AR: Pretty much, it was more casual, like people weren't wearing shoes, but it was a pitch situation and there were judges and you had seven minutes to say, "Here's what we're doing." He was at the Paris climate talks, and so it was really validating that he saw us as a part of the future as he sees it. When he got up to present the award, he was said "I see this as making a tangible difference in hitting our carbon goals."

PS: If you could have anyone as your mentor, dead or alive, who would it be and why? Big question.

AR: It is a big question. Because you automatically want to go with just people you love! This is probably quite strange, but . . . RuPaul, and not because I just think he is amazing but because the advice he gives to all the drag queens is so cool. He has this line that's, "If you can't love yourself, how the hell are you going to love anybody else?" And talks all about that sort of positive messaging. But then he was also able to bring drag into the mainstream, and make people really feel validated and good about themselves. It would be awesome to be mentored on how he has overcome challenges because he has such an interesting story to tell. And if he's too busy, maybe Michelle Obama or Tina Fey.

PS: Three very good picks! Can you recall a moment where you felt like a real girl-boss?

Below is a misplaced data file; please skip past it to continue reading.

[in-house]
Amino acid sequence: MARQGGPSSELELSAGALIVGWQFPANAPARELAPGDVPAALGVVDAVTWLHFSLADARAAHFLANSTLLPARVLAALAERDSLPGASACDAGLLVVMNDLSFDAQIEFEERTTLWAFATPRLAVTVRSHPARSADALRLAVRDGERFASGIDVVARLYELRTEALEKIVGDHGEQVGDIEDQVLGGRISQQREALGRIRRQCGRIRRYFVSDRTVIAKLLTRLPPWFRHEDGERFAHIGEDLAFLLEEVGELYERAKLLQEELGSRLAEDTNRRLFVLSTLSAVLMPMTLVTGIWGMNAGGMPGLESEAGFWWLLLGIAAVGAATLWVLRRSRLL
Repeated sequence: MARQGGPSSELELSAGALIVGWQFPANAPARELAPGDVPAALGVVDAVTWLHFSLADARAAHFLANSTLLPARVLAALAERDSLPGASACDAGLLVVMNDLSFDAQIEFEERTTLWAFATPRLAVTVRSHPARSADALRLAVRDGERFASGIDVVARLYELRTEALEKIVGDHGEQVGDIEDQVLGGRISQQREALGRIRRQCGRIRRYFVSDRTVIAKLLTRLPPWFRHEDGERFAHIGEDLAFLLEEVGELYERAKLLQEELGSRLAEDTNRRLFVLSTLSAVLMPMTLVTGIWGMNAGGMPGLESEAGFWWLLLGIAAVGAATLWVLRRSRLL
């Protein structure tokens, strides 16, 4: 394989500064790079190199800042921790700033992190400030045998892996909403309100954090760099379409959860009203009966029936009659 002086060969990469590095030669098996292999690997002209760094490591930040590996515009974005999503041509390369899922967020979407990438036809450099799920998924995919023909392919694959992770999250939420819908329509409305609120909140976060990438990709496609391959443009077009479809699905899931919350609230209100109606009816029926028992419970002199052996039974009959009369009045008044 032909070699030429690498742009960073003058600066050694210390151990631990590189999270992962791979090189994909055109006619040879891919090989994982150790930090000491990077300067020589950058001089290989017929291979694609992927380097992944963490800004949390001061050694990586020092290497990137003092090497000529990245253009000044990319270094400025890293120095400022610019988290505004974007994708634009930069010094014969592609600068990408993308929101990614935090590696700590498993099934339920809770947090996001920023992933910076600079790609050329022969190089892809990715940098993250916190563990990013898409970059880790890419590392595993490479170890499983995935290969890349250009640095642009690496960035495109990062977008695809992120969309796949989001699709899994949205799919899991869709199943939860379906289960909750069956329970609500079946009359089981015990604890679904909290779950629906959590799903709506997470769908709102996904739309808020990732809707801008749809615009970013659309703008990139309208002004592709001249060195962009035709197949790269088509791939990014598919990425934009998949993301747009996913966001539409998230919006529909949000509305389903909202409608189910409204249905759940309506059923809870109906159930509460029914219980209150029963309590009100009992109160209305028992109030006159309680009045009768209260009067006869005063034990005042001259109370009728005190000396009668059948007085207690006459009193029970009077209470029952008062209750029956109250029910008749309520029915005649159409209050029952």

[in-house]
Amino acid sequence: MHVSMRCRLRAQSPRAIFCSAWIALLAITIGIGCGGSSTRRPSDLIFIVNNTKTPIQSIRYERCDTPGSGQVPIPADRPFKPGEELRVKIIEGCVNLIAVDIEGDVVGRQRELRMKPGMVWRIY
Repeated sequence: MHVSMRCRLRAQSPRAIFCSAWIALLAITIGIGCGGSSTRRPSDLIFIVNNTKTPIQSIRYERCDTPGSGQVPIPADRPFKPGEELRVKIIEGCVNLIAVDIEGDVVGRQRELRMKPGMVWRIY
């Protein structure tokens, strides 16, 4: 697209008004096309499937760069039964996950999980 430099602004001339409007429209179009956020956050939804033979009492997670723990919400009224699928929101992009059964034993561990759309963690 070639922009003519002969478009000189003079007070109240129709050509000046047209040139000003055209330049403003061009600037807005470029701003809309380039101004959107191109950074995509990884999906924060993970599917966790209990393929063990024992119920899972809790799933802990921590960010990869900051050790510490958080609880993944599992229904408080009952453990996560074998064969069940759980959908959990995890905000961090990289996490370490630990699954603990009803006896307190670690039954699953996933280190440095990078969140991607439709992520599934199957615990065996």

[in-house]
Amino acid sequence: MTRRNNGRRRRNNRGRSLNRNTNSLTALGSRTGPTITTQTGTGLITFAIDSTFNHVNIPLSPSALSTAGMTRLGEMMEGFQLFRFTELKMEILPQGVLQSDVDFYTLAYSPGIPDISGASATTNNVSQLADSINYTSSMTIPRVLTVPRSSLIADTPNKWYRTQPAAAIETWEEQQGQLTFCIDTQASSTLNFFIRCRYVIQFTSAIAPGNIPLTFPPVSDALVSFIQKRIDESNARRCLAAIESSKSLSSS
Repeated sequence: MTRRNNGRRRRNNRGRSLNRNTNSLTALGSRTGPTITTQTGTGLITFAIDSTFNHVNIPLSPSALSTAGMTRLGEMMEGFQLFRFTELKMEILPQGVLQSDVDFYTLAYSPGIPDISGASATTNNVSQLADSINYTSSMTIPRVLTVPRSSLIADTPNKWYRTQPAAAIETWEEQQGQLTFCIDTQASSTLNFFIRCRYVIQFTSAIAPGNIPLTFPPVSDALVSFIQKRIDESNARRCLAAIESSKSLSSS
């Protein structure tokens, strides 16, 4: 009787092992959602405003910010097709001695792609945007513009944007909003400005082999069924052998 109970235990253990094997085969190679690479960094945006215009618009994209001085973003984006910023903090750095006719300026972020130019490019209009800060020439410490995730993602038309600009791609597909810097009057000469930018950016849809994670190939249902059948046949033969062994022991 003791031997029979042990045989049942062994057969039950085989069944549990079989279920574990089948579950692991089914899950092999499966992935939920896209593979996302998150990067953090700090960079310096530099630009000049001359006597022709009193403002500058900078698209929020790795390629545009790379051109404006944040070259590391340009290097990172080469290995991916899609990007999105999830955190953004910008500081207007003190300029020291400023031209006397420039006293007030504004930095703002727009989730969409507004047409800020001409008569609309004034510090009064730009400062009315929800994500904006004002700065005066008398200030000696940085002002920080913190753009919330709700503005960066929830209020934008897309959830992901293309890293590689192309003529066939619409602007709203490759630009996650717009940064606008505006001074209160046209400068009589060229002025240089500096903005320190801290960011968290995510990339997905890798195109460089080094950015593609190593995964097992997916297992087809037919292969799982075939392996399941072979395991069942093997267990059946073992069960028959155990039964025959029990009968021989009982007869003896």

AR: I would say when I first got my role at Power Ledger because it was such a leap. I knew nothing about the industry and had somehow convinced these people not only that I was passionate about what they were trying to do, but I had skills they could use to achieve their goals. So, I definitely had a moment after I got that role where I sat back and took a breath and was like, "Oh my God, you wanted something and you got it.", which was very cool. It would have been so easy in that situation to just think, "They're never going to hire you, let's just not apply."

PS: In 2019, Australis is partnering with Girls Academy. What piece of advice would you give to the next generation of girls who are dreaming big?

AR: Don't be afraid of how far away your goal seems to be. Just focus on little steps you can make every day that inch you closer. If ten years ago, I was like, "You're going to work for a Blockchain energy company and this technology doesn't exist yet," I probably would have freaked myself out. But the fact I focused on what I could learn along the way, made everything seem a lot better. And also remember that any goal that you achieve is because you deserve it and you've earned it, not because of anything else.

Aimie is wearing Australis Cosmetics GRLBOSS Queen Lipstick ($15)

Photographer: Dave Wheeler | Stylist: Kate McGregor | Hair and Makeup: Ania Milczarczyk

Image Source: POPSUGAR Photography / Dave Wheeler